PFR Ventures launches new climate-friendly programme

photo: Karsten Wurth, Unsplash
photo: Karsten Wurth, Unsplash
PFR Ventures has launched a new fund to invest up to PLN 80 mln each in VC’s that invest in climate tech and operate in Poland

The following news items appeared in PT Weekly, Poland Today’s weekly business newsletter, on Friday 23 July – free to register here

PFR Ventures launches new climate-friendly programme

Government-backed PFR Ventures has launched a new PFR GreenHub programme that will finance projects related to combating climate change, according to onet(dot)pl. PLN 200 million is available for venture capital funds, with a single fund able to receive a maximum of PLN 80 million. The money is intended to help fill the financial gap faced by entrepreneurs who need another investment round, PFR says, and they are looking for VC funds willing to finance companies whose solutions have a direct impact on climate change. “We are a company that manages funds of funds, i.e. vehicles that invest in venture capital and private equity funds,” said Małgorzata Walczak, investment director at PFR Ventures responsible for PFR GreenHub, in an interview with Business Insider Polska. “GreenHub is the seventh programme under PFR Ventures. Five of them are dedicated to venture capital funds and one to private equity funds. GreenHub is a specialist fund,” she continued. “We were inspired by our investor PFR SA, which has been trying hard to address issues related to the energy transformation for two years. This year a strategy was adopted at the PFR Group level, which refers, among others, to the Green Deal of the European Commission. It aims to address energy transformation at all levels – large investments, local governments, education – and PFR Ventures will take care of the fourth leg, i.e. investments in green innovation.”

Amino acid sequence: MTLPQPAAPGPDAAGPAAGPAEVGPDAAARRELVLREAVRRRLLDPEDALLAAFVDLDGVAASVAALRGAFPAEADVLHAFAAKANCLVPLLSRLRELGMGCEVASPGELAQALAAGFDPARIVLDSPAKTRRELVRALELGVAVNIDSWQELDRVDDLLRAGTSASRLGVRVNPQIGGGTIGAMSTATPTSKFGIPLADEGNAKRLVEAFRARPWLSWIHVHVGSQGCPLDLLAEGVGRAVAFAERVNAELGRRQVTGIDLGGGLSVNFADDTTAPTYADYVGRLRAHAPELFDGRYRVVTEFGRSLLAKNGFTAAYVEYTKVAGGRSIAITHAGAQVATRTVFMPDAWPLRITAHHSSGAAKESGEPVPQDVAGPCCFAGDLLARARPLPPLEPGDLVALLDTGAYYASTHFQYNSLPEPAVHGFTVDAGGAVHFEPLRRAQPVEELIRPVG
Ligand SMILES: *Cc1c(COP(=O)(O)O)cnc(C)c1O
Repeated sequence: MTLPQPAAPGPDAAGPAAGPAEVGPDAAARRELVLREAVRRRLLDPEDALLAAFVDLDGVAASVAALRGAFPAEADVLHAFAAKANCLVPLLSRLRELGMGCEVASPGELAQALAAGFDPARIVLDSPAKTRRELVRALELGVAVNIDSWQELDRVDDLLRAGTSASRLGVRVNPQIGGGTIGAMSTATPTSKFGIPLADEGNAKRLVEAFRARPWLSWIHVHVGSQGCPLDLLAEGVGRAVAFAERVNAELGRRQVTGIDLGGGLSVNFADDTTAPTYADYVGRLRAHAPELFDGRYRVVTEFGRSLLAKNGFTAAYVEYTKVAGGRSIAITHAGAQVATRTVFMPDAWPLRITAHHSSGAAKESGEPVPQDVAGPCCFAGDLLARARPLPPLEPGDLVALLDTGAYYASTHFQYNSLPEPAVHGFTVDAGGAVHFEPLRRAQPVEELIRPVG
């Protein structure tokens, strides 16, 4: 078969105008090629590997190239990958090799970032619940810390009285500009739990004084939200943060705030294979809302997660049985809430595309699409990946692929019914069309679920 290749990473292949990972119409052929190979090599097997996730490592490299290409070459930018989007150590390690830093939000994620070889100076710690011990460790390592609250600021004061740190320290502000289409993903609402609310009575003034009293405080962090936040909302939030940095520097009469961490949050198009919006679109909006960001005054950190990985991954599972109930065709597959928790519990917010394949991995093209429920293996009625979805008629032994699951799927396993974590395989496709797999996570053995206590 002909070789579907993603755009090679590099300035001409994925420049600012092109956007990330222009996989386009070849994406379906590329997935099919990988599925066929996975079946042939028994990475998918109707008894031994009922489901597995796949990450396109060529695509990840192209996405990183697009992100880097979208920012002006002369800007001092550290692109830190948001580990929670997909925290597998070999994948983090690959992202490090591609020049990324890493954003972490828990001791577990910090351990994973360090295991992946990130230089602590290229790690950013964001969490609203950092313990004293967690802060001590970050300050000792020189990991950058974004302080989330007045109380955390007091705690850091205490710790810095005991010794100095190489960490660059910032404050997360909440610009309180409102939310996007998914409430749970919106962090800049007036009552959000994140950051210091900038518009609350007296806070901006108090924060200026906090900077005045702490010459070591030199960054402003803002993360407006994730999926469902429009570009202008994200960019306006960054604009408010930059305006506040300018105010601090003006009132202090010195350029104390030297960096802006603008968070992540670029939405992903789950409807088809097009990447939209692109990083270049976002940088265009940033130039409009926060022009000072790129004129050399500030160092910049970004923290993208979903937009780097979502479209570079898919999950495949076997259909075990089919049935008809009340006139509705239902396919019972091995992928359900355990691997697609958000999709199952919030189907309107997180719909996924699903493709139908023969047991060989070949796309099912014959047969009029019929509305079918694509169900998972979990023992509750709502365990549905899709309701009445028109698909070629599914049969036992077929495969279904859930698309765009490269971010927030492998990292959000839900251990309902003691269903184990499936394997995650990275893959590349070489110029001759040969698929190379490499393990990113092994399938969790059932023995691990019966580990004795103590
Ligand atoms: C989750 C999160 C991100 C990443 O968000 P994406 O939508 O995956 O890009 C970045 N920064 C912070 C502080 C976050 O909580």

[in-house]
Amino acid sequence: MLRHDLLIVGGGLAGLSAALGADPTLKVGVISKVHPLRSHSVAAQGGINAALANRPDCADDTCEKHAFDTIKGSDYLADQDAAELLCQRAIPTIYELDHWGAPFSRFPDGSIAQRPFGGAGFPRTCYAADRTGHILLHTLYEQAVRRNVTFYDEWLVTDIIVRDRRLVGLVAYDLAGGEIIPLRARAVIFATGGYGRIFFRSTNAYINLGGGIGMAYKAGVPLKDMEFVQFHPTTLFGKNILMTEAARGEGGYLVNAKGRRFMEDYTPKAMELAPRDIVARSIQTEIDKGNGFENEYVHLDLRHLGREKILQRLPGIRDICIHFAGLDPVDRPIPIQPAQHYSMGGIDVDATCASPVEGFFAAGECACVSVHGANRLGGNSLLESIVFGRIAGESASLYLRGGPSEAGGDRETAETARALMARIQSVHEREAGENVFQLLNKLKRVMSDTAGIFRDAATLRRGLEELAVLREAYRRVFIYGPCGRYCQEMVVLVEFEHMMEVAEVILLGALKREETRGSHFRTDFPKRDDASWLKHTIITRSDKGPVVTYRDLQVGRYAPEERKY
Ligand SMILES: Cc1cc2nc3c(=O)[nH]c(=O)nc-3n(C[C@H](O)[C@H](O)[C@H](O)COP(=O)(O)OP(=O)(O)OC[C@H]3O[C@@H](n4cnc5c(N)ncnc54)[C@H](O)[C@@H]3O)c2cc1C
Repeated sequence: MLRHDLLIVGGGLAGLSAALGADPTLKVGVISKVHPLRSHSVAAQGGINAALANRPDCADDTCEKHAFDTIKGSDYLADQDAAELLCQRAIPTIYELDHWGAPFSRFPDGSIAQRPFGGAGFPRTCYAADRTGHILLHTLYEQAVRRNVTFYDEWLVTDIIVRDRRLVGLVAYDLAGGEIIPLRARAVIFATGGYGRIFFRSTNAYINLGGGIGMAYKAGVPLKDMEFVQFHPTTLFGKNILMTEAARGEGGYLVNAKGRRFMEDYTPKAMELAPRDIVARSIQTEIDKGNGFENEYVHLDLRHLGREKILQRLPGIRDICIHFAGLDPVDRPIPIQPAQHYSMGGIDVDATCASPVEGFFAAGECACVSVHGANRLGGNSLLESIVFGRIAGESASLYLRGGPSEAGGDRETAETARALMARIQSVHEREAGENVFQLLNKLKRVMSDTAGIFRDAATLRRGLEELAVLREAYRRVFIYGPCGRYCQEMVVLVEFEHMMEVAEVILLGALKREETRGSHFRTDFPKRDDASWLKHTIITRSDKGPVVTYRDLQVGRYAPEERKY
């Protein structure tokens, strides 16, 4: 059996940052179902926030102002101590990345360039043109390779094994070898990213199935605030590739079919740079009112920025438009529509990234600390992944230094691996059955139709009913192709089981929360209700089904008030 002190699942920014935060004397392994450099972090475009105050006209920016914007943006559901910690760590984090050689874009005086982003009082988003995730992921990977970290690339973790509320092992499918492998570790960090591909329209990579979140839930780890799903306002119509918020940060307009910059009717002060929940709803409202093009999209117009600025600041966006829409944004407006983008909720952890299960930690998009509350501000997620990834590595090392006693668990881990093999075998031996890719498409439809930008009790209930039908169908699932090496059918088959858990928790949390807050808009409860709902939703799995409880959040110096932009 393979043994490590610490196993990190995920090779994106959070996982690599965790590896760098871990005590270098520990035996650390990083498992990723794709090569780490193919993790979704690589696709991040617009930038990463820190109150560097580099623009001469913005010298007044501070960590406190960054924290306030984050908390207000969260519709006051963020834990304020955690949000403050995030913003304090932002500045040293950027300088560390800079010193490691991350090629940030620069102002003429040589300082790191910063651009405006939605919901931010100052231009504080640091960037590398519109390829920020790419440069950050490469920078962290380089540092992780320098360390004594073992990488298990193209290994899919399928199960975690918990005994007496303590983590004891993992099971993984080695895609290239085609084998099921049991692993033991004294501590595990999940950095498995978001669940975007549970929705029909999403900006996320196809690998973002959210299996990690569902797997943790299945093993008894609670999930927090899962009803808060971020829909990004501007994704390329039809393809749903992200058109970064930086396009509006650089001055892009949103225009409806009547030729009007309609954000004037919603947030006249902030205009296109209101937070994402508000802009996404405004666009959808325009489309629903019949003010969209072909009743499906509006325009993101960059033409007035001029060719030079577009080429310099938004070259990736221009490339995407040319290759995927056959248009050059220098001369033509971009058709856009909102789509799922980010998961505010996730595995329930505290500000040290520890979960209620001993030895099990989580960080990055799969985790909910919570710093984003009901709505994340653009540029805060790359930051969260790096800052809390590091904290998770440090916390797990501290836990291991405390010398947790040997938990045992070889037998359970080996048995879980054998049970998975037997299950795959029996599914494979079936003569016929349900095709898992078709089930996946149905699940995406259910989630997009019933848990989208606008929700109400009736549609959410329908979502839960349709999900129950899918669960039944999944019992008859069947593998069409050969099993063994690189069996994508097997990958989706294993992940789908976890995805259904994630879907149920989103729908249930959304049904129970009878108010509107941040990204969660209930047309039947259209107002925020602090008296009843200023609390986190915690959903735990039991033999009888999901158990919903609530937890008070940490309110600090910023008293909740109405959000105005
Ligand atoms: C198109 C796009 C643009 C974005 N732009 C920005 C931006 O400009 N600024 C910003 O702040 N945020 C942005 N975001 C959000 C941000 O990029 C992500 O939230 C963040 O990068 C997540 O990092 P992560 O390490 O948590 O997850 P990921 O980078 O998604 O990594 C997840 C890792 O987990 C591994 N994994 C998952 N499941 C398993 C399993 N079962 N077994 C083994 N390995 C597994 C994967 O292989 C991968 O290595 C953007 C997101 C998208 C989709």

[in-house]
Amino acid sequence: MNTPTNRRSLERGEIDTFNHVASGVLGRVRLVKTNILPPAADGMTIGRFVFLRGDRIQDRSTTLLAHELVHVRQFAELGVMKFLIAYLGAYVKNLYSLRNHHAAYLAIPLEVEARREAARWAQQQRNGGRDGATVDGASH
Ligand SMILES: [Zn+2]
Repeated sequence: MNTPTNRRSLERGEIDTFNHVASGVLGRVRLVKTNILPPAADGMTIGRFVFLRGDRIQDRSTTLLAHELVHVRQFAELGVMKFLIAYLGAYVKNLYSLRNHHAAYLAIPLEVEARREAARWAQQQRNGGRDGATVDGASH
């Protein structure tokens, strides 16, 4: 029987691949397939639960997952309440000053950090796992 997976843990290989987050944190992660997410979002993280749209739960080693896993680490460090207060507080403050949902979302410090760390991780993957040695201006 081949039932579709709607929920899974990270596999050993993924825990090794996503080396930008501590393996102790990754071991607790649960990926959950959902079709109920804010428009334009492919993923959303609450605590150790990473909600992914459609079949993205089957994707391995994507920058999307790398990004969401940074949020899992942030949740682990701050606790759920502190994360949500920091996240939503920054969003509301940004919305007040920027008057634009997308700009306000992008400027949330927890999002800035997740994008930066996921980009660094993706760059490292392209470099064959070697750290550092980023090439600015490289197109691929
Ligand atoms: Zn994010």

Funds that want to access money from PFR GreenHub must have an appropriate investment strategy. “This money is for entrepreneurs. It’s not billions of dollars, but those who need a few or a dozen or so million zlotys. For us, the key factor is that the funds will have a dominant strategy or portfolio in climate tech. We do not want to give money to generalist funds and we communicate this from the very beginning. We say to such funds: it’s a waste of your time, you will not get this money” stated Mrs Walczak.

The money is intended for investment by companies that already operate in Poland and need another investment round. “These must be VC projects, i.e. those that can be sold within five years to a strategic investor or other fund – and earn on it. These are the aspects that we pay attention to. We are not interested in PR or greenwashing. We focus on climate tech and ESG – not CSR campaigns.”